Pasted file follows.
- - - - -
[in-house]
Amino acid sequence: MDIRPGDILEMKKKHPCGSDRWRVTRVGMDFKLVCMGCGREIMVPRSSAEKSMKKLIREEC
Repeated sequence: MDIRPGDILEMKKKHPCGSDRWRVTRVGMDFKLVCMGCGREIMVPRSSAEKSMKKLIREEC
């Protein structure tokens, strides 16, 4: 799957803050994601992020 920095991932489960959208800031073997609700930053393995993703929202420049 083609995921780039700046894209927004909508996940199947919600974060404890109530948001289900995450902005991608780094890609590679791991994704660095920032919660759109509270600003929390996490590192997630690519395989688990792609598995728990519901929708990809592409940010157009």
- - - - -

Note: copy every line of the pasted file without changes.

[in-house]
Amino acid sequence: MDIRPGDILEMKKKHPCGSDRWRVTRVGMDFKLVCMGCGREIMVPRSSAEKSMKKLIREEC
Repeated sequence: MDIRPGDILEMKKKHPCGSDRWRVTRVGMDFKLVCMGCGREIMVPRSSAEKSMKKLIREEC
């Protein structure tokens, strides 16, 4: 799957803050994601992020 920095991932489960959208800031073997609700930053393995993703929202420049 083609995921780039700046894209927004909508996940199947919600974060404890109530948001289900995450902005991608780094890609590679791991994704660095920032919660759109509270600003929390996490590192997630690519395989688990792609598995728990519901929708990809592409940010157009």